Like reading groups, writing groups aren’t to everybody’s taste. A lot can depend on the people in the group, and whether they share your enthusiasm and, to a degree, your approach to writing. (It doesn’t matter so much whether they’re interested in the same genre, though, so don’t worry if you’re the next Salman Rushdie and they’re the next Terry Pratchett. See #3 above, and remember that there’s a lot you can learn from different genres.)
If you’re having trouble locating a reading or writing group in your area, allow me to direct you once again to the top of the page: visit your library, check the noticeboards, and ask the librarian.
7. Write More
It’s surprising how many people don’t realise that a great way to learn how to write is to… write. Try not to always write with the eventual aim of publication in mind. Practice makes… well, if not always perfect, at least better. The first thing you write isn’t going to be worth much. The same might go for the second, and the third, but as you write, you’ll be experimenting with new techniques, and learning new skills.
8. Stop Using Txt Spk.
I’m not saying that every line you write, in every context, should be beautifully crafted (this website would show the lie in that), but if you regularly write SMS messages, here’s a challenge for you: stop using text speak, and start writing your messages using full sentences. Not enough room? You’d be surprised. Start thinking about whether you really need those adjectives and adverbs. Look at ways you can restructure the sentence to fit into that character limit, without losing any of the information. (If your phone allows multi-text messaging, without character limit, either turn off the function or be strict about trying to stick to a single message.)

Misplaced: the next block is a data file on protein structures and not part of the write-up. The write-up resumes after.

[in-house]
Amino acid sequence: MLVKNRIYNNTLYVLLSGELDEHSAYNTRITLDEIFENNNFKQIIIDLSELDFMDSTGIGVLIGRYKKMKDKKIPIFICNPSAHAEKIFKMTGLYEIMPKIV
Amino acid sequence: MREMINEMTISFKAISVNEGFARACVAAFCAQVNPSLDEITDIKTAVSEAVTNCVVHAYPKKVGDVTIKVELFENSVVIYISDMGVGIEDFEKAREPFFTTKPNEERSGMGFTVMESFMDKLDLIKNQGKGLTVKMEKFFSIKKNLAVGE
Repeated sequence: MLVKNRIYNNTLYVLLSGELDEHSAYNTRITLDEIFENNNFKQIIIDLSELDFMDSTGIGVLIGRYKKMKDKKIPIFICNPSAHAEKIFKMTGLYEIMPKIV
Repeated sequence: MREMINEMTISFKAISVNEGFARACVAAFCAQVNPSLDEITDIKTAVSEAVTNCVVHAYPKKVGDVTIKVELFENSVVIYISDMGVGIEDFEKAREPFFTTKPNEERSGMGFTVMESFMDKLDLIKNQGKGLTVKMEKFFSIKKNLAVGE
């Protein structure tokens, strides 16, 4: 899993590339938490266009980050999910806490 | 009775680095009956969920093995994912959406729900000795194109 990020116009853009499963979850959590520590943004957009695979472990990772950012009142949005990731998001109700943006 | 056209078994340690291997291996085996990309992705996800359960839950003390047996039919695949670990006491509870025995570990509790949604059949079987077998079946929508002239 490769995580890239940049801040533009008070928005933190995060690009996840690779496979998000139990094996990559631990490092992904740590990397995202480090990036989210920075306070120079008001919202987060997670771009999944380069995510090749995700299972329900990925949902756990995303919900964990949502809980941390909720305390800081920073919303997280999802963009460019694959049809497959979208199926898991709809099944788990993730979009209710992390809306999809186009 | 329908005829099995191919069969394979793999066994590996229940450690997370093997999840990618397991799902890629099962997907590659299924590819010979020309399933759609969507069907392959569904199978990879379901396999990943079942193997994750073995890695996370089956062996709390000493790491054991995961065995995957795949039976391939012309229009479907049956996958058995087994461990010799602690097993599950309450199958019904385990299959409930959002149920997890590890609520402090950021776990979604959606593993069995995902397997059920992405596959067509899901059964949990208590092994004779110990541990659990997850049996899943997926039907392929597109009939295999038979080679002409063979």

You can learn a lot about brevity and clarity in prose by properly crafting your text messages.
9. Read Book Reviews
This serves two purposes. Firstly, it will help you to keep up to date with what’s being published. (That’s really, really important if you want to be published yourself.) Secondly, it’ll help you to think about the way you analyse the books you read, and it might give you some new ideas to think about.
There are book reviews all over the place, ranging from professional to amateur, from brilliantly insightful to stunningly oblivious. Most newspapers post their book reviews online, and many of the reviews here on The Fiction Desk are written at least partly for writers. You’ll find perceptive reviews on other blogs too.
Again, try to read reviews of books both inside and outside your genre.
10. Buy (and Use) a Good Dictionary
Okay, this one isn’t free, but it’s relatively cheap, it’s important, and it’s going in here. Words have specific meanings, spellings, and ways in which they can and can’t be used. While owning and using a dictionary the size of a small car might not be part of the romantic ideal of writing, it’s important.
I generally recommend the Oxford Dictionary of English to British writers, and direct Americans to its cousin, the New Oxford American Dictionary. Both are of a decent size, and contain plenty of examples of word usage. Mac users shouldn’t forget that they can access the New Oxford American Dictionary through the Dashboard.